Stopping AI Hallucinations for Enterprise Is Key for Vectara
There is a rush of companies trying to bring large language models (LLM) and generative AI to the enterprise, and Vectara is one of them. To find out how Vectara is pitching its product to enterprise customers, and how it is trying to solve AI hallucinations, I spoke with founder/CEO Amr Awadallah.
Awadallah has a track history of success as a tech founder, having co-founded Cloudera in 2008 and seeing it become a public company in 2017. More recently, he was a VP at Google, before launching Vectara at the start of 2022.
How to Solve Hallucinations
Although LLMs have proven to be very successful at deductive reasoning, there’s also a lot of concern in the tech community about its tendency to “hallucinate” facts. ChatGPT and similar services on the web do not access the web in real-time when they come up with answers to human prompts, so in some cases the reasoning goes haywire and they simply make stuff up. I asked Awadallah for his thoughts on this issue.
“Humans hallucinate as well, right,” he quipped. He went on to say that the solution to this problem in organizations is to have fact-checkers, and he thinks this is needed in the age of AI too.
“So that’s exactly how we are solving that problem at Vectara,” he said. “Our goal is to enable ChatGPT for your own business data.”
According to Awadallah, there are three ways you can add ChatGPT-like functionality to your business. The first is by fine-tuning LLMs, by continuing to train it with your own data.
“That does make it more capable [of] speaking about your data,” he said, “but it does not prevent hallucination. It will still make up stuff.”
He added that this method is also expensive and slow. Which leads to the second way to ChatGPT-ize your business data: prompt engineering. This approach involves figuring out “how can we, in the prompts, try and provide some of the additional elements that constrain the large language model from hallucinating too much,” he said.
Prompt engineering can reduce hallucination, he continued, but “it doesn’t increase the model’s awareness of your own content.”
The third approach, which is the one that Vectara uses, is “Retrieval-Augmented-Generation.” According to Awadallah, this is the approach advocated by AI pioneer Andrew Ng.
This approach involves the use of two neural networks. The first, a retrieval engine, is “focused on retrieving the most relevant facts that can address the prompt or the query or the question that is coming into the system,” he explained. Once you have these facts, you create a new prompt for the second neural network, instructing it to only respond using the data in those facts. This second LLM is a summarization engine.
So it’s about refining the information you get from the AI systems, until you have an answer that closely corresponds with the business-specific data it has been fed.
Even with this approach, there’s a chance the LLM may hallucinate something. So there is a final step that Vectara does. The output from the second neural network is fact-checked, said Awadallah, “to see how close it is to the original facts.”
He credits Microsoft with coming up with the term “grounding,” which he said nicely describes the above process. “You’re grounding the large language model by constraining it to facts,” he said.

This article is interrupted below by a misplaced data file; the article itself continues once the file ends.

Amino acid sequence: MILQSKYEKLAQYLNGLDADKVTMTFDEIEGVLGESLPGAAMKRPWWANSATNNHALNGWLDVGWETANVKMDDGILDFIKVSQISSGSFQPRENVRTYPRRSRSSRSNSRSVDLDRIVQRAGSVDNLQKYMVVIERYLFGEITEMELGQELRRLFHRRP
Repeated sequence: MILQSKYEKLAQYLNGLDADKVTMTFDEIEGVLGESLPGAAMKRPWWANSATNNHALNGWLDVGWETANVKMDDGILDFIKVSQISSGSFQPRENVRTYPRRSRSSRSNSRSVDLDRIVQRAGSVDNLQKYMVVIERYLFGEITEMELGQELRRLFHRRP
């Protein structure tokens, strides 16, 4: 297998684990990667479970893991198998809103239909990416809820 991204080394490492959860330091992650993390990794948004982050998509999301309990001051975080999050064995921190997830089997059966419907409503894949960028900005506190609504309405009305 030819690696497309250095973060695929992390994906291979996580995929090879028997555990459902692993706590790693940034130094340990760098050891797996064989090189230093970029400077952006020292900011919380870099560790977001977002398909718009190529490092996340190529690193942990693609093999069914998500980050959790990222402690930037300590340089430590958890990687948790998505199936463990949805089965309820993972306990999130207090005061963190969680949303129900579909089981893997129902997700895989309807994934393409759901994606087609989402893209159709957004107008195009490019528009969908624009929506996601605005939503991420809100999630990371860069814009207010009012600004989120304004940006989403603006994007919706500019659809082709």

Types of LLMs Used
I asked whether Vectara is using its own proprietary LLMs, third party LLMs (like OpenAI or Google), or open source?
The retrieval engine, he replied, is their own proprietary one. “We built that model — that’s our specialty, that’s our core, that’s our essence.”
The summarization model is mT5, an open source model created elsewhere. “We are not tied to any given model,” he said, regarding summarization. “We pick the best model that we can find to do what we need to do.”
In addition to the main two LLMs, Vectara also uses a “cross attentional re-ranker” model — which it developed. This, said Awadallah, re-sorts the data from the retrieval model, “so that the most relevant things are higher up in the list of facts, and the less relevant things are lower down.” Then it’s put through the summarizer model.
How Vectara Differs from Cohere and OpenAI
When I spoke to Cohere, which is also in the business of bringing ChatGPT-like functionality to the enterprise, they had talked about customers adding their own data to Cohere’s base models, and using reinforcement learning on those custom models.
Vectara does it differently. Awadallah called it the “IKEA developer model,” which he described as “very prescriptive” for the customer. By contrast, he characterized the Cohere and OpenAI approaches as the “Home Depot developer model,” where customers are given the toolset and create the solution from those tools.
“This is the prescription for how you’re going to get this done,” he said, about Vectara’s way of doing generative AI. “And a very simple API that does the job for them.”
The iPhone Moment for AI
Lastly, given Awadallah’s experience with Cloudera and then Google, I asked whether he sees the current AI landscape as being similar to cloud computing in its early days — in other words, are generative AI and LLMs about to change everything (again) for enterprise IT? It’s looking like AI technology will be embedded in all enterprise IT systems in the near future, I added.
“Absolutely,” he replied. “I believe [that] in five years, every single application — whether that be on the consumer side or in the business/enterprise side — will be re-architected in a way that is a lot more human in nature, in terms of how we express what we are trying to achieve and what we’re trying to do.”
By “human in nature,” he means that we will converse with applications. He thinks this is a seachange in user experience comparable to the touchscreen interface of the iPhone when it was first introduced.
Of course, it’s all very well talking with AI, but the real challenge is to stop it from telling lies.